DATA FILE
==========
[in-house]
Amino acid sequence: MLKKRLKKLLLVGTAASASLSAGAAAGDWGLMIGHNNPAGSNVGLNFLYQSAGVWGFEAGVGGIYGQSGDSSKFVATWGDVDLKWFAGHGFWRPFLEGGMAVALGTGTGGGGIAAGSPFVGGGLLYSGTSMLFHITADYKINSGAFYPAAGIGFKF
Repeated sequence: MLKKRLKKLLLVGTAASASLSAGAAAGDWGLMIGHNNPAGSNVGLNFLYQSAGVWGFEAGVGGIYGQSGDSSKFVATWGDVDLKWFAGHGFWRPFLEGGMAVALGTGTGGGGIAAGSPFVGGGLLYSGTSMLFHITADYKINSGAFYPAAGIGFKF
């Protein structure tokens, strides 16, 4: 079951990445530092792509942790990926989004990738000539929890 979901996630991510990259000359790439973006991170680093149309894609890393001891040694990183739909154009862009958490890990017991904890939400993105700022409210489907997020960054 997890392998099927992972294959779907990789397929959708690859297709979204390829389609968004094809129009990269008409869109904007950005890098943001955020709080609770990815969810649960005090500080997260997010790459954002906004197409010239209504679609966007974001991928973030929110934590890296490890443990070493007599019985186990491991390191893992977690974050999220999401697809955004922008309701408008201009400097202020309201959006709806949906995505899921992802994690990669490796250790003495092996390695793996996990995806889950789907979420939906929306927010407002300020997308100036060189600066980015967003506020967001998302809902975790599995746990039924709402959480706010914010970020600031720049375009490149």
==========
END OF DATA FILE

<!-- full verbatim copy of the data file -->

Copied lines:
[in-house]
Amino acid sequence: MLKKRLKKLLLVGTAASASLSAGAAAGDWGLMIGHNNPAGSNVGLNFLYQSAGVWGFEAGVGGIYGQSGDSSKFVATWGDVDLKWFAGHGFWRPFLEGGMAVALGTGTGGGGIAAGSPFVGGGLLYSGTSMLFHITADYKINSGAFYPAAGIGFKF
Repeated sequence: MLKKRLKKLLLVGTAASASLSAGAAAGDWGLMIGHNNPAGSNVGLNFLYQSAGVWGFEAGVGGIYGQSGDSSKFVATWGDVDLKWFAGHGFWRPFLEGGMAVALGTGTGGGGIAAGSPFVGGGLLYSGTSMLFHITADYKINSGAFYPAAGIGFKF
């Protein structure tokens, strides 16, 4: 079951990445530092792509942790990926989004990738000539929890 979901996630991510990259000359790439973006991170680093149309894609890393001891040694990183739909154009862009958490890990017991904890939400993105700022409210489907997020960054 997890392998099927992972294959779907990789397929959708690859297709979204390829389609968004094809129009990269008409869109904007950005890098943001955020709080609770990815969810649960005090500080997260997010790459954002906004197409010239209504679609966007974001991928973030929110934590890296490890443990070493007599019985186990491991390191893992977690974050999220999401697809955004922008309701408008201009400097202020309201959006709806949906995505899921992802994690990669490796250790003495092996390695793996996990995806889950789907979420939906929306927010407002300020997308100036060189600066980015967003506020967001998302809902975790599995746990039924709402959480706010914010970020600031720049375009490149």